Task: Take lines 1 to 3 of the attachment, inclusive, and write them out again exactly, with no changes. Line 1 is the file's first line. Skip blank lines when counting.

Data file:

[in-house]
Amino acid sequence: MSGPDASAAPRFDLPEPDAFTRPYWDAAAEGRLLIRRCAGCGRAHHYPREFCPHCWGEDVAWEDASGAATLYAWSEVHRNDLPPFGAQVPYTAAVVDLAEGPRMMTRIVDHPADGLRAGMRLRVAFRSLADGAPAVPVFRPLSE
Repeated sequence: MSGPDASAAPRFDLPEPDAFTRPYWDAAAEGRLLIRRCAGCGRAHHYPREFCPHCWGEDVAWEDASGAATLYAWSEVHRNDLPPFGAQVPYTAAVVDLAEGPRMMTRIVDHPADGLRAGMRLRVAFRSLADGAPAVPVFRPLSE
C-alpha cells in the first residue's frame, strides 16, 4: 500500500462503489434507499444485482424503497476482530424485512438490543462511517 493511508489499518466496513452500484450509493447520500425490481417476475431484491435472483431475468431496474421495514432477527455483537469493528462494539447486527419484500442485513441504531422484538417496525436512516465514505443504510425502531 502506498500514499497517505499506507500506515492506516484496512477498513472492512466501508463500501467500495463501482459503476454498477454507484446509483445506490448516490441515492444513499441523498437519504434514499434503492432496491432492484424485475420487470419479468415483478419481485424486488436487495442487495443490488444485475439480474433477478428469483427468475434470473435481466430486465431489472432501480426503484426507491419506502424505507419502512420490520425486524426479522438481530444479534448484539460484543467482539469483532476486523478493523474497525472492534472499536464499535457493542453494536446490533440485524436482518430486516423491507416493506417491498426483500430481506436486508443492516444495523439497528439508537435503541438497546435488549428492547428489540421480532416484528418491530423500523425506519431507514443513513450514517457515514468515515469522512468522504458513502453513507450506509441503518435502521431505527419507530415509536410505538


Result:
[in-house]
Amino acid sequence: MSGPDASAAPRFDLPEPDAFTRPYWDAAAEGRLLIRRCAGCGRAHHYPREFCPHCWGEDVAWEDASGAATLYAWSEVHRNDLPPFGAQVPYTAAVVDLAEGPRMMTRIVDHPADGLRAGMRLRVAFRSLADGAPAVPVFRPLSE
Repeated sequence: MSGPDASAAPRFDLPEPDAFTRPYWDAAAEGRLLIRRCAGCGRAHHYPREFCPHCWGEDVAWEDASGAATLYAWSEVHRNDLPPFGAQVPYTAAVVDLAEGPRMMTRIVDHPADGLRAGMRLRVAFRSLADGAPAVPVFRPLSE